Over three weeks ago, the Ecuadorian government declared war against criminal groups and arrested thousands of gang members, ultimately leading to a sharp increase in gang-related activity. The recent violence follows a trend of organized crime that began around 20 years ago, following changes in drug restriction laws in South America.Despite current headlines about violence between the government of Ecuador and criminal groups along the coast, Goshen College students currently on SST there still feel safe and welcomed in their day-to-day lives.
The students are currently housed in Quito, around six hours away from Guayaquil, a city that has recently been troubled by ongoing violence and unrest.
One student, Cormac Koop Liechty, wrote, “Overall, this conflict has not changed the kind, welcoming, everyday people in Quito. I have felt abundantly welcomed and have yet to meet someone who isn’t nice. I feel blessed that we have still been welcomed to Ecuador despite the ongoing conflict here.”
Cristóbal Garza Gonzalez, one of the leaders of this semester’s SST group, described the current political situation. “Since the adoption of the US dollar in Ecuador,” he said, “the country has become a more attractive place for money laundering and other criminal activities, but the trend has been slow and does not compare to other countries in the region.
“The violent events of early January did affect the mood of everyone involved, particularly students’ families and faculty at GC. The government has imposed a curfew from 11 p.m. to 5 a.m. and increased police and military presence in urban areas. Paradoxically, this measure has been helpful in making our students more aware of risks and the safety measures they must take.”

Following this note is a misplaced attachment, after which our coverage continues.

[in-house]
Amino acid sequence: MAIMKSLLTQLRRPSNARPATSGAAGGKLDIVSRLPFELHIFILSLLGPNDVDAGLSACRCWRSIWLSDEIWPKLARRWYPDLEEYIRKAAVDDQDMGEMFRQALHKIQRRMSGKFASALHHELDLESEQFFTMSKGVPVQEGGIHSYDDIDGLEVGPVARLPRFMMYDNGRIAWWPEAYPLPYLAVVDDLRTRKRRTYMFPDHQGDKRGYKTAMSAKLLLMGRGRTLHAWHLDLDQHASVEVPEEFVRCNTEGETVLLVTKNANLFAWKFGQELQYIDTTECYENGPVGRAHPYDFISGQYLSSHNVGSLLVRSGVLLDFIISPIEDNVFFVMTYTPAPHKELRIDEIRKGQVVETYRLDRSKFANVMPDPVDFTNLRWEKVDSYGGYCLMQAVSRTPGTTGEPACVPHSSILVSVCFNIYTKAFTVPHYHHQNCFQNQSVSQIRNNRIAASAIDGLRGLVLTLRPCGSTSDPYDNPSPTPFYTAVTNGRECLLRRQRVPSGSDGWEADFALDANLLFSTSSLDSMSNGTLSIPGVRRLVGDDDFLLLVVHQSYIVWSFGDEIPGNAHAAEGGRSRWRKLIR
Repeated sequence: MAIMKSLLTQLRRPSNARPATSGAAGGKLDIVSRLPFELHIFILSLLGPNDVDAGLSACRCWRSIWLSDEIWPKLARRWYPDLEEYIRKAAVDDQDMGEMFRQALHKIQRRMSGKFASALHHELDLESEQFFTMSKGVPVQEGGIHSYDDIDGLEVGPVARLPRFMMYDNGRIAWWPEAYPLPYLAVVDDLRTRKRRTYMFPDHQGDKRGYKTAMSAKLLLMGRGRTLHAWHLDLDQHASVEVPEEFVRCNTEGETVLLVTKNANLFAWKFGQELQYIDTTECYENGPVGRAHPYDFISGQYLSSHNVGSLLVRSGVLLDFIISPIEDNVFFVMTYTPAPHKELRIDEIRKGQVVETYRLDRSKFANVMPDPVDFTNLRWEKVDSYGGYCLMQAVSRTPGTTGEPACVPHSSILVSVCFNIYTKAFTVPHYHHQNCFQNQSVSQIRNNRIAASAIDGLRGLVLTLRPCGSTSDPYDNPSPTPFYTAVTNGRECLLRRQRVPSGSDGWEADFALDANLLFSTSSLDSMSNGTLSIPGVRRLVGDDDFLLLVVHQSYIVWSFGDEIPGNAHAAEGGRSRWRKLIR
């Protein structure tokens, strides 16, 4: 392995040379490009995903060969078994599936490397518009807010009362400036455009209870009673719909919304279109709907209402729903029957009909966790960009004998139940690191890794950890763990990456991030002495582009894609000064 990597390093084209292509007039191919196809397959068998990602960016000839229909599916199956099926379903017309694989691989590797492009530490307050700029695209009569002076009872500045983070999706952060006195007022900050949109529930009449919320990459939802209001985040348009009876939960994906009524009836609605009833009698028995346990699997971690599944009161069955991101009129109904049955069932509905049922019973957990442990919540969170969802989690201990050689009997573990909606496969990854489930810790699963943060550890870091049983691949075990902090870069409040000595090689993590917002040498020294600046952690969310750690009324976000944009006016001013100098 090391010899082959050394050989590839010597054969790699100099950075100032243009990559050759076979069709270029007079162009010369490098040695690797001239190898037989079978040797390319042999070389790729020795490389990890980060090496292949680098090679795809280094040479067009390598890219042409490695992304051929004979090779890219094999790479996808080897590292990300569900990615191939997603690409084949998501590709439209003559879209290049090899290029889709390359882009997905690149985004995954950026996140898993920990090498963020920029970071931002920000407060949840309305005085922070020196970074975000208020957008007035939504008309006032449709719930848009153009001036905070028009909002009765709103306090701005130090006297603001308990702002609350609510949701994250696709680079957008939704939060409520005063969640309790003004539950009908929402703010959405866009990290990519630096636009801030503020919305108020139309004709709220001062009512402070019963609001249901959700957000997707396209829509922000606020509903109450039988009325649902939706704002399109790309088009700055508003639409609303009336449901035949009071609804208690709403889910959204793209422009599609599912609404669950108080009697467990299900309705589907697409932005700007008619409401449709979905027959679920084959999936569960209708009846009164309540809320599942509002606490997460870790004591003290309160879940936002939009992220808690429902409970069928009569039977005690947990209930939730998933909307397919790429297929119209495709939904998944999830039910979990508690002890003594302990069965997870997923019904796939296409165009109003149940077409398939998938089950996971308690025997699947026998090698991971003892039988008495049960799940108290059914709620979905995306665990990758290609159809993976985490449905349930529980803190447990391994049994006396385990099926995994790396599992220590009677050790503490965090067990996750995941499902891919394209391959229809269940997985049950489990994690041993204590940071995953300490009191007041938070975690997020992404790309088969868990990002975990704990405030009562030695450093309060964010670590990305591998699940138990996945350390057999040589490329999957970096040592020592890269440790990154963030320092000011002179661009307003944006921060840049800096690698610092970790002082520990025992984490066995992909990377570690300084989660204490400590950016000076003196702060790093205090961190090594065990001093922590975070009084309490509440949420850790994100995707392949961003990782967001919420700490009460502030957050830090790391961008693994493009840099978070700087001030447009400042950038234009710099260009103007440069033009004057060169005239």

Many students described their experiences in Ecuador thus far as “no different than any other SST group’s experience,” with the exception of the aforementioned curfew and a few schedule changes.
The SST group will no longer be visiting the coast or the Amazon, but spirits remain high. Matthew Dyck, a current sophomore, expressed interest in learning more about the country’s current situation. “I wish I knew more about the start of this conflict,” he said, “and what the government’s plans are for the future.”
Naomi Klassen, a junior, said, “I would love to know more about the nuance of this issue and the government initiatives that are addressing it.”
In lieu of the disheartening headlines, Koop Liechty provides another perspective: “I think in some ways it’s easy to see a headline on the TV and assume the worst, but that only paints a small picture of what is really going on here in Ecuador. I am so happy with how it has been thus far on SST, and I’m so happy that our group has been able to make such great friends with each other so quickly.”
In addition to ensuring the safety of the students, the SST leaders, Garza Gonzalez alongside Tillie Yoder, shared a sentiment of hope for the students’ experience and the country’s well being. “There is a new president who has the goodwill of many Ecuadorians and seems to be sincere about his intentions to bring peace and security to the country,” they said.
“We also know that violent events have not reached our spheres of action and we have plans in place to ensure safety and to deal with risky situations. Perhaps the most important point in this regard is that the families who host our students are — besides genuinely caring — protective, knowledgeable and prudent. Violence exists, but it is not the only reality here. There is so much more we can share about our SST experience in Ecuador.”